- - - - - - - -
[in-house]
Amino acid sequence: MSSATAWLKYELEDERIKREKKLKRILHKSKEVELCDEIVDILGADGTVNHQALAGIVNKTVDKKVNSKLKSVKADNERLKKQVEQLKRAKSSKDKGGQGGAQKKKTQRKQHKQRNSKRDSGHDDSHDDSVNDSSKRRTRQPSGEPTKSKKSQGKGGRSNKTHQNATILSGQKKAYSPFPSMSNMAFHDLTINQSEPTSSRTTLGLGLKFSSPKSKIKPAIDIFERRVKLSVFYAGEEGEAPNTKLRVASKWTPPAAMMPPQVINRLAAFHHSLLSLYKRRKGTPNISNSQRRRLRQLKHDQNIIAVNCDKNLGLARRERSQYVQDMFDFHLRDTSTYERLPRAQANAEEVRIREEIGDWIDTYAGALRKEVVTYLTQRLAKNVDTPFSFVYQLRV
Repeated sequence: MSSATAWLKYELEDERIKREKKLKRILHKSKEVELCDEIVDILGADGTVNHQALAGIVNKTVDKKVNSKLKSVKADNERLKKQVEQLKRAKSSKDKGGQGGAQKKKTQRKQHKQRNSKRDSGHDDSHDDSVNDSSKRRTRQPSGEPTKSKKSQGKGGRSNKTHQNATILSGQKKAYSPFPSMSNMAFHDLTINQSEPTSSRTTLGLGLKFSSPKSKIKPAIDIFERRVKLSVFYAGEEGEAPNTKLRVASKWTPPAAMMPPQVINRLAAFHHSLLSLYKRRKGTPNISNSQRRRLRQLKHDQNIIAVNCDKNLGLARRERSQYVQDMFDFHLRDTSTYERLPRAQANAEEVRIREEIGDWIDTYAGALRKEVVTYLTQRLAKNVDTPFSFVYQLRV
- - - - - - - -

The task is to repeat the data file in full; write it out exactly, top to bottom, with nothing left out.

[in-house]
Amino acid sequence: MSSATAWLKYELEDERIKREKKLKRILHKSKEVELCDEIVDILGADGTVNHQALAGIVNKTVDKKVNSKLKSVKADNERLKKQVEQLKRAKSSKDKGGQGGAQKKKTQRKQHKQRNSKRDSGHDDSHDDSVNDSSKRRTRQPSGEPTKSKKSQGKGGRSNKTHQNATILSGQKKAYSPFPSMSNMAFHDLTINQSEPTSSRTTLGLGLKFSSPKSKIKPAIDIFERRVKLSVFYAGEEGEAPNTKLRVASKWTPPAAMMPPQVINRLAAFHHSLLSLYKRRKGTPNISNSQRRRLRQLKHDQNIIAVNCDKNLGLARRERSQYVQDMFDFHLRDTSTYERLPRAQANAEEVRIREEIGDWIDTYAGALRKEVVTYLTQRLAKNVDTPFSFVYQLRV
Repeated sequence: MSSATAWLKYELEDERIKREKKLKRILHKSKEVELCDEIVDILGADGTVNHQALAGIVNKTVDKKVNSKLKSVKADNERLKKQVEQLKRAKSSKDKGGQGGAQKKKTQRKQHKQRNSKRDSGHDDSHDDSVNDSSKRRTRQPSGEPTKSKKSQGKGGRSNKTHQNATILSGQKKAYSPFPSMSNMAFHDLTINQSEPTSSRTTLGLGLKFSSPKSKIKPAIDIFERRVKLSVFYAGEEGEAPNTKLRVASKWTPPAAMMPPQVINRLAAFHHSLLSLYKRRKGTPNISNSQRRRLRQLKHDQNIIAVNCDKNLGLARRERSQYVQDMFDFHLRDTSTYERLPRAQANAEEVRIREEIGDWIDTYAGALRKEVVTYLTQRLAKNVDTPFSFVYQLRV